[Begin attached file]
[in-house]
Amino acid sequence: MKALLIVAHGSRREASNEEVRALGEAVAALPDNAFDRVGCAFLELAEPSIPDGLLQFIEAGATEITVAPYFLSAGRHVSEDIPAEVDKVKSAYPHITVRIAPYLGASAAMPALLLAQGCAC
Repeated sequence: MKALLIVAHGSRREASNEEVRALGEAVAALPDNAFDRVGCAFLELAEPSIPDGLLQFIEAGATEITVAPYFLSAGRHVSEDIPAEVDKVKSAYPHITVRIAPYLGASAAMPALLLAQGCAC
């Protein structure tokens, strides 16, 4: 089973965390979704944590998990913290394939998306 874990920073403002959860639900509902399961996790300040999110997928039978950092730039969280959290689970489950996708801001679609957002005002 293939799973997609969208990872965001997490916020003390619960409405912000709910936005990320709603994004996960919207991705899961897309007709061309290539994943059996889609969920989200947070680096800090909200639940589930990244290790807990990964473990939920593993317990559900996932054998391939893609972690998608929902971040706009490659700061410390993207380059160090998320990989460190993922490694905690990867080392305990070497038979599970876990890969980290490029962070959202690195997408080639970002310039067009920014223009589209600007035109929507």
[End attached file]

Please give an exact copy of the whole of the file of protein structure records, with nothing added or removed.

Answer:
[in-house]
Amino acid sequence: MKALLIVAHGSRREASNEEVRALGEAVAALPDNAFDRVGCAFLELAEPSIPDGLLQFIEAGATEITVAPYFLSAGRHVSEDIPAEVDKVKSAYPHITVRIAPYLGASAAMPALLLAQGCAC
Repeated sequence: MKALLIVAHGSRREASNEEVRALGEAVAALPDNAFDRVGCAFLELAEPSIPDGLLQFIEAGATEITVAPYFLSAGRHVSEDIPAEVDKVKSAYPHITVRIAPYLGASAAMPALLLAQGCAC
């Protein structure tokens, strides 16, 4: 089973965390979704944590998990913290394939998306 874990920073403002959860639900509902399961996790300040999110997928039978950092730039969280959290689970489950996708801001679609957002005002 293939799973997609969208990872965001997490916020003390619960409405912000709910936005990320709603994004996960919207991705899961897309007709061309290539994943059996889609969920989200947070680096800090909200639940589930990244290790807990990964473990939920593993317990559900996932054998391939893609972690998608929902971040706009490659700061410390993207380059160090998320990989460190993922490694905690990867080392305990070497038979599970876990890969980290490029962070959202690195997408080639970002310039067009920014223009589209600007035109929507």